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3 appliances that make allergy-free cooking easier

Posted on April 30th, 2008 by Alison Read 7 Comments - Add Your Own »

I love my appliances. I’m not one of those people that has wacky appliances like a Salad Shooter or a snow-cone maker (although summer is coming…). The ones I do have are essentials in the kitchen and make cooking allergy-free foods so much easier. Here are my 3 favorites:

kitchenaidmixer.jpg1. KitchenAid stand mixer

I really don’t know how anyone can bake without a KitchenAid stand mixer. I’m not trying to be a snob — I know they are not cheap, but I have used other stand mixers and hand-held mixers, and it’s not fun. It’s frustrating. And if you have to bake a lot because you and your family have food allergies, then it is really worth the investment. I have the Artisan Series which I prefer over the Professional Series because it has a tilt-head. If you’re not in a hurry to buy one, keep checking for special sales at Amazon or other stores!

2. Rice Cooker

Last year I got a rice cooker in a family gift exchange. My old one that I carted around with me from apartment to apartment was permanently crusted and stained and every time I made rice I had to scrape it off the bottom of the pan and then let the pan soak for a day to get all the rice out of it. When I received the Cuisinart rice cooker, I embarked on a whole new way to use a rice cooker. It is smaller in size than my old one (this is a good thing) and has a non-stick surface. I make rice in it of course, but also other gluten-free grains such as quinoa, buckwheat, millet, and oatmeal! I love that I don’t have to worry about watching something on the stove — the rice cooker automatically shifts from Cook to Warm when done so I can make it ahead of time.

3. Toaster Oven

I don’t even have a regular toaster. Have you ever tried to put gluten-free bread in a toaster? Chances are you had to fish it out with a fork because gluten-free bread slices are usually smaller than “regular” bread. With a toaster oven, you don’t have to worry about that. Also, if you share appliances with non-allergy-free people, at least with a toaster oven you can lay down aluminum foil or use a separate oven tray.

I not only like the toaster oven for its ability to toast things of all shapes and sizes, but also for its bake setting. Need to bake just a couple Trader Joe’s gluten-free peanut butter cookies, a few Brazilian cheese breads, or some Ian’s allergy-free chicken nuggets? No need to turn on your big oven and wait a long time for it to get hot enough — a toaster oven heats up much faster and is perfect for baking small-sized things (I once made the mistake of trying to bake a loaf of gluten-free bread in the toaster oven and misjudged how high the bread would rise — oops! The loaf of bread was pretty much stuck in there and I had to decapitate it to get it out!)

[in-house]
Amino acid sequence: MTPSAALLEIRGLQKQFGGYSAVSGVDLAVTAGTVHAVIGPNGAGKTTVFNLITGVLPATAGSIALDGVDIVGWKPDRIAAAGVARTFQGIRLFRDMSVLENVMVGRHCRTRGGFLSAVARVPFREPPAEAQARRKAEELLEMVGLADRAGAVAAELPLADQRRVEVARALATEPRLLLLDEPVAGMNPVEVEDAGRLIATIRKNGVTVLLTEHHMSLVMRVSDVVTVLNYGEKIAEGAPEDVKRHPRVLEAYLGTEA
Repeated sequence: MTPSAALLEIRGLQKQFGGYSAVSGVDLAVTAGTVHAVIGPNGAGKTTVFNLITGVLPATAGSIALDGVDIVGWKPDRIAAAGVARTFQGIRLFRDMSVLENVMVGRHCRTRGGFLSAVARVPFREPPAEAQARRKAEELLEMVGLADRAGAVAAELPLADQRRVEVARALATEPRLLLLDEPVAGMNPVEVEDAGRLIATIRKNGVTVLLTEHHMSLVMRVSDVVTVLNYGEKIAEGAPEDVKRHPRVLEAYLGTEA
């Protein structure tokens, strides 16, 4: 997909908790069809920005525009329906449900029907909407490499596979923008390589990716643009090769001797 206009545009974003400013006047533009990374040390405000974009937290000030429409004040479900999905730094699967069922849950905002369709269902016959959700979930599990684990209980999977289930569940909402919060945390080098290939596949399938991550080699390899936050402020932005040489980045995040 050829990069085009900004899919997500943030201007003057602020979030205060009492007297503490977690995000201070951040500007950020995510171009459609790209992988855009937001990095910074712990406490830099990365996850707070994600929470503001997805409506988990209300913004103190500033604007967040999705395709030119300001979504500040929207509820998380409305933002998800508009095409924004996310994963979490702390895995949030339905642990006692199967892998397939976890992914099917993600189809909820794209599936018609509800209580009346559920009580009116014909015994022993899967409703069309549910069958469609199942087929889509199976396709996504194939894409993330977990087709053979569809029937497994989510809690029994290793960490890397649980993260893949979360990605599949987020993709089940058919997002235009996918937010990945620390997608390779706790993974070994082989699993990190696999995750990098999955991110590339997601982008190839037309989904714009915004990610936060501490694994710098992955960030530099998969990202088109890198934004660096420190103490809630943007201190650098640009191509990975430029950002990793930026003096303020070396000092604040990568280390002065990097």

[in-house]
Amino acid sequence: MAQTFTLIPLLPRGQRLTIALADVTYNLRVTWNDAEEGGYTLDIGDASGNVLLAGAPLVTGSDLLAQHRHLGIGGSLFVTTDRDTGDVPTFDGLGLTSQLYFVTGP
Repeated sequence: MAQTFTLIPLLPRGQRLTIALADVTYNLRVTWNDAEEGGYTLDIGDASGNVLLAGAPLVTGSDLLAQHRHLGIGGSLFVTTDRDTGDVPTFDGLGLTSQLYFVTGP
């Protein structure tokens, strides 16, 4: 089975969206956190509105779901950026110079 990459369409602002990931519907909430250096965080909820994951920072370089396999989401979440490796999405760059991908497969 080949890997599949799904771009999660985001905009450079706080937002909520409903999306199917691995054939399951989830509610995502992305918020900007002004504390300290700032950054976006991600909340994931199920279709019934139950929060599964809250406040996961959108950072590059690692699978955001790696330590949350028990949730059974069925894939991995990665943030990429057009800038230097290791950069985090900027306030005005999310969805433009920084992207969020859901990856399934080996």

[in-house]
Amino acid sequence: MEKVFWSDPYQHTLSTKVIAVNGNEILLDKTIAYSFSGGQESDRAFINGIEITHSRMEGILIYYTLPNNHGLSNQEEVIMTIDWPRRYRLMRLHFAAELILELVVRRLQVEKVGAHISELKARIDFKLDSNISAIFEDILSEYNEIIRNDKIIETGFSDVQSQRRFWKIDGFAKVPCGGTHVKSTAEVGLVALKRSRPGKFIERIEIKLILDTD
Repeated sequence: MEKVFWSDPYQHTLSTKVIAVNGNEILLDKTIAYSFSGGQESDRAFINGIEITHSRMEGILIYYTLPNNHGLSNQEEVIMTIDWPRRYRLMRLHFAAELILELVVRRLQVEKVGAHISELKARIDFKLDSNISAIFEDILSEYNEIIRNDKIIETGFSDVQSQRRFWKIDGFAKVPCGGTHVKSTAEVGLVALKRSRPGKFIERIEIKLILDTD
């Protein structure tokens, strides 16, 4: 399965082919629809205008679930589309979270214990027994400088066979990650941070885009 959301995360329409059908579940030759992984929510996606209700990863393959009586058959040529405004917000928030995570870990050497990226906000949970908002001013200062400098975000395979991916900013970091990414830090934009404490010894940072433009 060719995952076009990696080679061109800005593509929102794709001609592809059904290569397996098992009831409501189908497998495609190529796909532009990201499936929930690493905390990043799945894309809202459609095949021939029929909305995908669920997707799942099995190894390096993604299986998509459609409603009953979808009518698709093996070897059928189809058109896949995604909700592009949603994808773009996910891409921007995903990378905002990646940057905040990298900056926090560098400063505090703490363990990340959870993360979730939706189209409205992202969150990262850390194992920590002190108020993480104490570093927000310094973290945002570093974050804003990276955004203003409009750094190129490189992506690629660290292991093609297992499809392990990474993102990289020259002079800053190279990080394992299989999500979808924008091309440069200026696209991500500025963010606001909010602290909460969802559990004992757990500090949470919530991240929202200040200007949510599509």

What are your favorite appliances?

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  1. We have the three above, but the best one isn’t included on your list. It is Zojirushi automatic bread machine. In order to easily bake gluten-free bread at home, this machine is an absolute necessity. It makes delicious, fresh bread every time. Pre-measured, easy to bake packages are available from Gluten free Pantry.

  2. I knew someone would mention the bread machine… I am so used to making bread in the oven, I don’t even think about getting a machine. There was a debate about whether the loaves turn out as good as the ones in the oven. But if it really works great, than I should probably get one!

  3. Have you tried chicken nuggets? I think they are MUCH better than Ians or any I have tasted. 🙂

  4. The KitchenAid is a MUST HAVE! I got it for mothers day and probably saved myself a good 4 hours in the kitchen since Saturday!

  5. Not many people mention this, but a slow cooker or crock pot is a big help. I found that gluten (and dairy) do not go well in the slow cooker, so many recipes are gluten and dairy free. They use common and less expensive ingredients, save on labor, and can be quite nutritious for diabetics like me. I can read many slow cooker recipe books and not have to cross out too many pages. Out of those, a small change is not hard.

  6. A good, powerful food processor is a must, along with the stand mixer others have mentioned. My food processor is a KitchenAid, with two different sized bowls that nest inside each other when it’s not in use. I don’t know how I ever got along without it! I did have another food processor before, but it wasn’t as powerful or as high capacity. Having a better quality one has made a big difference.

  7. A brand new bread machine designed specifically for people with gluten intolerance and Celiac disease will start shipping in March. Invented in Sweden, “Bready” is a baking system that marries a robotic oven with a mix bag for moist, tasty, fool-proof breads and cakes without contamination risk and no clean-up… The only bread machine with Celiac Sprue Association Seal of Recognition!